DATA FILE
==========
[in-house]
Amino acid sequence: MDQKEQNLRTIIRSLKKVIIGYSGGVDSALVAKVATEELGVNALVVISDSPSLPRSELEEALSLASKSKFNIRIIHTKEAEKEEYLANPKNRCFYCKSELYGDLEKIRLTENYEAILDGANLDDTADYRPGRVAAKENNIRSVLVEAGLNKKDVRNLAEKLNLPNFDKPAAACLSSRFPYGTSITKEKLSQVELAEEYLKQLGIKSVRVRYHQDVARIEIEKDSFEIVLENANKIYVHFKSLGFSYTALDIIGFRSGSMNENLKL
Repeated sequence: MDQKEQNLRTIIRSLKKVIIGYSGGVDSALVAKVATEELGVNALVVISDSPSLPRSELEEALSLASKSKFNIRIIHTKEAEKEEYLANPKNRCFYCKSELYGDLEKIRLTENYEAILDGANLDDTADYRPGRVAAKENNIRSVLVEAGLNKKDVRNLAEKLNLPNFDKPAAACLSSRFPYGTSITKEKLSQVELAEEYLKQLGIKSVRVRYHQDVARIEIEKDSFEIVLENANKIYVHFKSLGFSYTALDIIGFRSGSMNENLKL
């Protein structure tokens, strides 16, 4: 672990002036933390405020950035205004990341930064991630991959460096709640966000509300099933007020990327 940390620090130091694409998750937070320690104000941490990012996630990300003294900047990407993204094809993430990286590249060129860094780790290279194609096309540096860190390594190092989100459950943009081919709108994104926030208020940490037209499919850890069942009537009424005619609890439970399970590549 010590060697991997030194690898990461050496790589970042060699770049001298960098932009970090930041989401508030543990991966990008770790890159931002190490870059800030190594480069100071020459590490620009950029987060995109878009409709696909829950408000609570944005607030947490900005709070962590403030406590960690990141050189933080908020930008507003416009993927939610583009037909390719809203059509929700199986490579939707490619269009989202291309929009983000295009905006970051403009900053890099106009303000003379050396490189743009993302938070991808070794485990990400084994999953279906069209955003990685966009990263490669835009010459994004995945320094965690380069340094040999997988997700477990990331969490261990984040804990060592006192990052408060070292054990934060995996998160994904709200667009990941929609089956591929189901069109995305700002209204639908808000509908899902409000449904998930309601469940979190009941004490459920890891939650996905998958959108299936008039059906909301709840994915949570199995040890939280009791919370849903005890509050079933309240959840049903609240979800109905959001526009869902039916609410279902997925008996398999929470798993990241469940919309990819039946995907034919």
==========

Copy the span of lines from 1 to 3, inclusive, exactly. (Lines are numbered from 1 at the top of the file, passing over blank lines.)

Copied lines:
[in-house]
Amino acid sequence: MDQKEQNLRTIIRSLKKVIIGYSGGVDSALVAKVATEELGVNALVVISDSPSLPRSELEEALSLASKSKFNIRIIHTKEAEKEEYLANPKNRCFYCKSELYGDLEKIRLTENYEAILDGANLDDTADYRPGRVAAKENNIRSVLVEAGLNKKDVRNLAEKLNLPNFDKPAAACLSSRFPYGTSITKEKLSQVELAEEYLKQLGIKSVRVRYHQDVARIEIEKDSFEIVLENANKIYVHFKSLGFSYTALDIIGFRSGSMNENLKL
Repeated sequence: MDQKEQNLRTIIRSLKKVIIGYSGGVDSALVAKVATEELGVNALVVISDSPSLPRSELEEALSLASKSKFNIRIIHTKEAEKEEYLANPKNRCFYCKSELYGDLEKIRLTENYEAILDGANLDDTADYRPGRVAAKENNIRSVLVEAGLNKKDVRNLAEKLNLPNFDKPAAACLSSRFPYGTSITKEKLSQVELAEEYLKQLGIKSVRVRYHQDVARIEIEKDSFEIVLENANKIYVHFKSLGFSYTALDIIGFRSGSMNENLKL